Historic sites[edit] The following is a list of historic sites in College Park identified by the Maryland-National Capital Park and Planning Commission.[18] Part of the city is located within the Calvert Hills Historic District; listed on the National Register of Historic Places in 2002.[19] Site name Image Location M-NCPPC Inventory Number Comment 1 Baker-Holliday House 5005 Huron Street 66-027-24 Located in Daniels Park. 2 Bowers-Sargent House 9312 Rhode Island Avenue 66-027-28 Located in Daniels Park. 3 College Park Airport 6709 Corporal Frank S. Scott Drive 66-004 Listed on the National Register of Historic Places, September 23, 1977 4 College Park Woman's Club 4711 Knox Road 66-021-09 Owned by the City of College Park. 5 Cory House 4710 College Avenue 66-021-08 6 Holbrook House 4618 College Avenue 66-021-31 7 Lake House (Presbyterian Parsonage) 8524 Potomac Avenue 66-018 Located in Berwyn. 8 LaValle House 5013 Huron Street 66-027-25 Located in Daniels Park. 9 McDonnell House 7400 Dartmouth Avenue 66-021-10 10 National Archives Archeological Site Address Restricted 66-036 Listed on the National Register of Historic Places, August 22, 1996 11 The Rossborough Inn Baltimore Avenue (US 1) 66-035-02 Located on the University of Maryland campus. 12 Taliaferro House 7406 Columbia Avenue 66-021-30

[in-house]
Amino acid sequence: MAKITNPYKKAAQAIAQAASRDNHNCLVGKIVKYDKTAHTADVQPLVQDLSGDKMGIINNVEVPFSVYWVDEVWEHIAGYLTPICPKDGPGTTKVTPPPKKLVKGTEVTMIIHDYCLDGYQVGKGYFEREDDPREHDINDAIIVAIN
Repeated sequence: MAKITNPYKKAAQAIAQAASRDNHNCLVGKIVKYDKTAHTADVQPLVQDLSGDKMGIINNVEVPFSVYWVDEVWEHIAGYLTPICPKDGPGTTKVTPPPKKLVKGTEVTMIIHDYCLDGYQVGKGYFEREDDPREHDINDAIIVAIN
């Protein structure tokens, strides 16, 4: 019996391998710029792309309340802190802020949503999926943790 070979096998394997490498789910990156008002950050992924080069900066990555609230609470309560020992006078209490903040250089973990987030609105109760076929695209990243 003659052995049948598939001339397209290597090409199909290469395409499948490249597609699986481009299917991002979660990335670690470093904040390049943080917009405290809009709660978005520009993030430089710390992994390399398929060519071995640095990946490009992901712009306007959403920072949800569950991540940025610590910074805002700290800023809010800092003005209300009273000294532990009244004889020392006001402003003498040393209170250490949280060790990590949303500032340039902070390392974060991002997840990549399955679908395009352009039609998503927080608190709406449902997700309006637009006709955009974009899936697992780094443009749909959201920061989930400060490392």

Media[edit] See also: List of newspapers in Maryland, List of radio stations in Maryland, and List of television stations in Maryland UMTV (University of Maryland) WMUC broadcasts from the University of Maryland campus, with a range of two (2) miles (3 km) – roughly from the campus to the Beltway. It is also broadcast over the internet at[20] The Diamondback, a student publication, is distributed five days a week on a limited basis downtown, including in city hall, and widely on the campus of the University of Maryland. A College Park edition of The Gazette (a weekly publication distributed widely featuring community news) is available throughout the city and is distributed free. The oldest operational Persian Podcast is called Radio College Park as it is produced by a group of Iranian graduate students at the University of Maryland, College Park. The city is part of the Washington, D.C. television market (DMA #9).